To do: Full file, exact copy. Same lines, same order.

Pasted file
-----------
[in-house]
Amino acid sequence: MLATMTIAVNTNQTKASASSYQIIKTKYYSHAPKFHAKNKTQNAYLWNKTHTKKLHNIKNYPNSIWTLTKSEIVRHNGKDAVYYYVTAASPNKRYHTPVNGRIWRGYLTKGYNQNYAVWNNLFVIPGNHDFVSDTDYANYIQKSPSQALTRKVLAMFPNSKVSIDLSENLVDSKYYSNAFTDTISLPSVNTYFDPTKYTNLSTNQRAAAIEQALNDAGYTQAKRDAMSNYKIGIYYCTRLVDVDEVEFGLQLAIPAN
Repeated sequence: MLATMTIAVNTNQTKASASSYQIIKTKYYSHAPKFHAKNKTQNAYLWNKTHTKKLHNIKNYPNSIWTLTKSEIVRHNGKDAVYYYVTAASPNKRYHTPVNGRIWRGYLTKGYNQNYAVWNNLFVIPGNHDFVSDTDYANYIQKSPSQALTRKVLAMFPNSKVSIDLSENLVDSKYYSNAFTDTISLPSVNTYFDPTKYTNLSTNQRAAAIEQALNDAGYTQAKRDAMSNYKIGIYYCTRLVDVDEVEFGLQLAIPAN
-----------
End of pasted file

[in-house]
Amino acid sequence: MLATMTIAVNTNQTKASASSYQIIKTKYYSHAPKFHAKNKTQNAYLWNKTHTKKLHNIKNYPNSIWTLTKSEIVRHNGKDAVYYYVTAASPNKRYHTPVNGRIWRGYLTKGYNQNYAVWNNLFVIPGNHDFVSDTDYANYIQKSPSQALTRKVLAMFPNSKVSIDLSENLVDSKYYSNAFTDTISLPSVNTYFDPTKYTNLSTNQRAAAIEQALNDAGYTQAKRDAMSNYKIGIYYCTRLVDVDEVEFGLQLAIPAN
Repeated sequence: MLATMTIAVNTNQTKASASSYQIIKTKYYSHAPKFHAKNKTQNAYLWNKTHTKKLHNIKNYPNSIWTLTKSEIVRHNGKDAVYYYVTAASPNKRYHTPVNGRIWRGYLTKGYNQNYAVWNNLFVIPGNHDFVSDTDYANYIQKSPSQALTRKVLAMFPNSKVSIDLSENLVDSKYYSNAFTDTISLPSVNTYFDPTKYTNLSTNQRAAAIEQALNDAGYTQAKRDAMSNYKIGIYYCTRLVDVDEVEFGLQLAIPAN